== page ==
It IS a social narrative, and let's be crystal clear here, everytime an LGBT, or PoC character is written you get the avalanche of 'written by a white dude' (even though, you know, where Nintendo is concerned, the vast majority were written by PoC) critiques. So, hire LGBT workers who can create realistic characters, they can relate to. Nothing wrong with that. But, you're not exactly giving that LGBT individual any kind of freedom when you force them to wrap Hyrule around it. A new world, new universe etc... gives them the freedom to create whatever they want to. Instead of, you know, trying to make it automatically profitable by using the Zelda name.
As far as the 'standard male save the day hero' blah blah blah, seriously, broaden your horizons, there are thousands of different types of games and stories out there (Hi, Metroid called, and says your narrative is shite). Just like there are with books (and yes, they still write books where a guy saves the day), and movies (same). Somehow, there's room for all to co-exist in books and movies, but not in games, eh? In games a guy saving the day, well goddamn we have to do something about that right? Not, you know, create our own unique characters, we need to take everyone else's away. Now that's what I call inclusive, that's what I call adding something positive to the industry.
As I said, hire LGBT writers/directors etc... give them free reign. And you can try to explain it however you want, but I'll never understand taking an established character and wrapping a narrative around it, other than for what it is. Trying to get the game to be profitable before it even launches by latching onto an established name.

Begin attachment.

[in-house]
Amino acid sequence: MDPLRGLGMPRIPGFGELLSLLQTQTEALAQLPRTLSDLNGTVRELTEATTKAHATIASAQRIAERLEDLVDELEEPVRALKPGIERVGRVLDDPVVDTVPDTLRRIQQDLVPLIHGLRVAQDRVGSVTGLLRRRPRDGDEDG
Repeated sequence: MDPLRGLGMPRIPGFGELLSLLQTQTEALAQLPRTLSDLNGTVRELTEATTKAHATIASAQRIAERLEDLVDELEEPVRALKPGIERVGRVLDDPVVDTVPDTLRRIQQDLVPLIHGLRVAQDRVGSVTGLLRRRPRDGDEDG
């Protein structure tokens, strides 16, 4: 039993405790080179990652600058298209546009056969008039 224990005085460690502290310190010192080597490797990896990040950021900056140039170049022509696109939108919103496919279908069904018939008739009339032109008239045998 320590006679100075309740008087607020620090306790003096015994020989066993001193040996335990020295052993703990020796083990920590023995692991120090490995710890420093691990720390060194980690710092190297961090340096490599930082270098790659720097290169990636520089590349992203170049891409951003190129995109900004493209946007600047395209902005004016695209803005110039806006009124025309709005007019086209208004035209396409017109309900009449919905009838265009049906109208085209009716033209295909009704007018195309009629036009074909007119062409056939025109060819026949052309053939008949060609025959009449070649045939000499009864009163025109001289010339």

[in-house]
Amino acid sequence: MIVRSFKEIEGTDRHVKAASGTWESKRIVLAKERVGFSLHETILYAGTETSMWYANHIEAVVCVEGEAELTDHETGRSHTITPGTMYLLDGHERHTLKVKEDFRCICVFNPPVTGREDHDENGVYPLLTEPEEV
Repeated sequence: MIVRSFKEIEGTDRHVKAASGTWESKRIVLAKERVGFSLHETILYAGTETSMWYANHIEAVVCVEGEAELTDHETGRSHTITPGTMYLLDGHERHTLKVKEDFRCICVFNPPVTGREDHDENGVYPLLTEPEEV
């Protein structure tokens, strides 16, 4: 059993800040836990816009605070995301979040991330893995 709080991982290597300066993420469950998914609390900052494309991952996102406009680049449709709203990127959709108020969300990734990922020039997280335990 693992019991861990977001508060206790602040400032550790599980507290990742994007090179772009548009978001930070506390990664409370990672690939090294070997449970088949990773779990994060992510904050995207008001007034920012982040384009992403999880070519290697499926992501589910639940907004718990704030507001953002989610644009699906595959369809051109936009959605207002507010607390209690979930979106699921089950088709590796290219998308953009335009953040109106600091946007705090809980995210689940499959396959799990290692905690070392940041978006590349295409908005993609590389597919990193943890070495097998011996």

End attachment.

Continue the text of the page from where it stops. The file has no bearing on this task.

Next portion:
I think you're missing the point. There's no need to hire LGBT writers; what the article points out is that a well-established franchise like Zelda isn't going to suffer because, surprise, they could ditch their stereotiped hero and show that there are different Links that could take his place: like a transgender one. Link is a reincarnated hero in each version, WW's link isn't the same as SS's Link, but they're always a cliché white male who saves the day.
I'm not too good explaining this, so I suggest going to the original source (where the full article lies, I only copy/pasted what I thought were the most important parts), and Anita actually makes great points when pointing out the importance of swapping this archetype of a hero for a less common one. It's the virtue of variety, don't think this is just for the transgender collective's sake. (Hence why your point about Amita defending a collective that isn't herself makes no sense). There's no point in creating a new world (I mean, there is, but not in this context) when we can take a established one and show that everyone can be a hero. Look at Hyrule Warriors. They added Linkle without any much trouble, didn't they? Did anyone ask for it? Probably not, but in a stroke of genius and tolerance, Nintendo rolled with it. They just need to do the same here.
Again, it's not social narrative. It's diversification. Diversification is good.